Your clients look to you to keep their hard-earned natural nails in tip-top shape. With a little help from your favorite nail products, you can handle common natural nail problems easily and prevent them from recurring.
Manicures and natural nail care are on the rise. Still, when faced with occasional problems like breaks, cracks, splitting, and discoloration, you’ll often find your favorite nail enhancement products will keep natural nails looking their best. When discussing a needed repair with your client, try to use language that emphasizes the natural nail, such as “nail enhancement” or “natural nail support.” Doing so will help clients appreciate what technology can do for them, without giving up their “natural nails.”
It’s also important to help natural nail wearers develop habits that will preserve their nails. If breaks and splits do occur, our client hand-out teaches at-home emergency fixes and makes sure they have the right tools on-hand.
Problem #1: Breaks
Possible causes: Broken nails are commonly caused by using the nails as tools or subjecting them to rough use. Nails that have grown too long for a client’s lifestyle may be susceptible to breaking. Seasonal changes may also cause dehydration, leaving nails weaker and more prone to breaking than normal.
Repair: How short is the break? If just a small amount of length is lost, filing the other nails to match may be an option. If the remaining nail is very short, a nail extension will be necessary. The most common extensions would be a tip and overlay or a sculptured extension.
Using a tip and overlaying it with a wrap material (paper, silk, or fiberglass), a thin layer of liquid and powder, or a layer of gel will produce a repair than can grow right out with the nail. Keep the overlay very thin at the cuticle and as the nail grows and the client returns for manicures, simply buff the overlay and shorten it appropriately. You can use your favorite brand of nail enhancement product to achieve natural nail repairs. The goal is to keep them as thin and natural-looking as possible.
Long-term care: Encourage clients to schedule regular manicures. Instruct them to use nail and cuticle oil and high-quality hand lotion on a daily basis. Keep the nails at an appropriate length and show the client how to file her fingernails at home.
Problem #2: Cracks
Possible causes: Dry, brittle natural nails are more prone to cracking than their moisturized, well-cared-for counterparts.
Repair: Sometimes all that is needed to stop a crack is to file the fingernail. Other times it will be necessary to apply a partial overlay to support the area until it grows out. Fiberglass or silk wraps are well-suited for this purpose.
Long-term care: Keep nails moisturized. If you see that nails are cracking, assess the activity level of the client. A shorter nail may be more appropriate.
Problem #3: Discoloration
Possible causes: Natural nails are porous and are susceptible to staining and to absorbing agents that affect the color of the nails. Common staining agents include self-tanning products, cosmetics, nail polish pigments, and cigarette smoke.
Repair: To remove surface stains, manicure and lightly buff the surface of the nails using a very fine natural nail buffer before applying a professional base coat and polish. Investigate nail whitening scrubs and soaks made specifically for natural nails. Resist the urge to use preparations and chemicals not designed for human tissue. Prevention of stains is your best solution.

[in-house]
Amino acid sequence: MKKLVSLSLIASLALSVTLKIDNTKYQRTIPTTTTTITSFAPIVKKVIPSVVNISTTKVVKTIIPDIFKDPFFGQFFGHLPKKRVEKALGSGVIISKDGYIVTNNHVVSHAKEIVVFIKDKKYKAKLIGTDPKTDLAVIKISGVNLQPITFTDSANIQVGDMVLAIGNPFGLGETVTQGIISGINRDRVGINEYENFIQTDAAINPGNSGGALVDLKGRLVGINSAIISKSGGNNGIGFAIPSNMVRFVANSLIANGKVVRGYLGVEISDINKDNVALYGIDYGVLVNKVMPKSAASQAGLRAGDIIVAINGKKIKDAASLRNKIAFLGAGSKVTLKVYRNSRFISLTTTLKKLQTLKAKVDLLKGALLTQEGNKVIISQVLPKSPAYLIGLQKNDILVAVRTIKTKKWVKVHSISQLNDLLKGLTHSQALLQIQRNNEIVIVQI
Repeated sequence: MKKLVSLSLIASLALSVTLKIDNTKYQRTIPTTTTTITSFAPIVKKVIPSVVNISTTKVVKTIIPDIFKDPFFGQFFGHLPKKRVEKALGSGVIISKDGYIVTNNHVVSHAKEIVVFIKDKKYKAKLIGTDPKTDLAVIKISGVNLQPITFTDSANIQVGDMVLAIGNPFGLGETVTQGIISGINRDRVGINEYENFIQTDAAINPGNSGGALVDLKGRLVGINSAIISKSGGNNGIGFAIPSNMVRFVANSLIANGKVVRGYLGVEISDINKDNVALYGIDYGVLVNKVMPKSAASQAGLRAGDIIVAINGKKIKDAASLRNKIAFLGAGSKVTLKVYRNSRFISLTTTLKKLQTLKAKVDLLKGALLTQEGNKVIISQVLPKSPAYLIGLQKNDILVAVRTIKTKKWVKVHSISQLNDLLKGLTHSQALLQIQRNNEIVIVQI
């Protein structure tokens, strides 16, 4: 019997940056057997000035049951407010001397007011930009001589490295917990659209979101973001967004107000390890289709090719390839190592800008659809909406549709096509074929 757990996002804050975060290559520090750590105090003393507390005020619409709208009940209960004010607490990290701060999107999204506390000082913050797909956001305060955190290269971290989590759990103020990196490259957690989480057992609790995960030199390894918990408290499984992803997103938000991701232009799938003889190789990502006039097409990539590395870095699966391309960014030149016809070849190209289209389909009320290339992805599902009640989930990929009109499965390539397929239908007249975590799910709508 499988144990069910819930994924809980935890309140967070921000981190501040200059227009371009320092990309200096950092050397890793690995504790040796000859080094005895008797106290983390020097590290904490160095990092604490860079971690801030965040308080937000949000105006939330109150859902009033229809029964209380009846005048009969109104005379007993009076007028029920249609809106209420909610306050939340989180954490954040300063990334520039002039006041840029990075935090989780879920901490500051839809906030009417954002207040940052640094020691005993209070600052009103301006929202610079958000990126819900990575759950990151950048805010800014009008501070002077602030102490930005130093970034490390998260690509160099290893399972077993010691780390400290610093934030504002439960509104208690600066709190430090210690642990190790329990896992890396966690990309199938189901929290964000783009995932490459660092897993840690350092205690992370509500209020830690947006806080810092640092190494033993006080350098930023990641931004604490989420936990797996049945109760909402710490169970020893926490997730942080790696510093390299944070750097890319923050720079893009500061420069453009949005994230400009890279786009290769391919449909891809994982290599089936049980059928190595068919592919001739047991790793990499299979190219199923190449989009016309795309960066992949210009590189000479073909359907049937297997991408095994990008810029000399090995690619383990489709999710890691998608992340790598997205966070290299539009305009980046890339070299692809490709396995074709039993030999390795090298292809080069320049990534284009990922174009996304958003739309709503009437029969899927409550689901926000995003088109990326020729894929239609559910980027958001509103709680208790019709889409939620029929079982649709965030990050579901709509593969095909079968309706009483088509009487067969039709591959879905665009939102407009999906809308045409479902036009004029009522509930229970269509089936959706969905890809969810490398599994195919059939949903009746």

Long-term care: Wearing gloves when doing housework or chores in the garden will protect your client’s manicure. Encourage them to avoid contact with staining agents and always use a base coat to protect from nail polish stains. Keeping the nails moisturized will prevent them from soaking up staining agents. When discussing staining with clients, try using the analogy of a sponge. When the sponge is moist it does not absorb spills, but dry or wrung out it will soak up anything wet.
Problem #4: Splitting
Possible causes: Splits in the fingernail may be due to a defect in the matrix, a trauma, or both. Splitting is commonly seen in clients with severe ridges.
Repair: A natural nail overlay can prevent the split from continuing. Using language like “nail enhancement” or “overlay” will help your clients see this service as support for natural nails, rather than something artificial.
Long-term care: Splits may tend to occur in the same place again and again. Regularly manicuring the nails will prevent splits from traveling. Hot oil and paraffin treatments, along with a good home-care regimen, may help re-hydrate the nails. Encourage your clients to pre-book appointments and stay on a regular schedule of weekly manicures.
The Wrap: Perfect Preventative Care
Some clients with important events planned may choose to have a set of overlays applied to protect their natural nails from breaks. A natural nail with an overlay is much stronger and can be worn a little longer than a virgin natural nail uncovered.
A simple wrap could be accomplished by lightly removing the oil shine from the nail with a very fine abrasive (240-grit works well), then cleansing the nail with a dehydrating prep product or pure acetone. Brush on a thin coat of professional nail adhesive. Apply a small piece of fiber material (paper, silk, or fiberglass) that has been precut to the shape of the nail with small cuticle scissors. Apply a coat of brush-on nail adhesive over the wrap and allow the nail adhesive to dry before buffing with a three-way buffer.
Erin Snyder Dixon is a nail technician, salon owner, and author based in Newport News, Va.
Keep clients on course with this Client Handout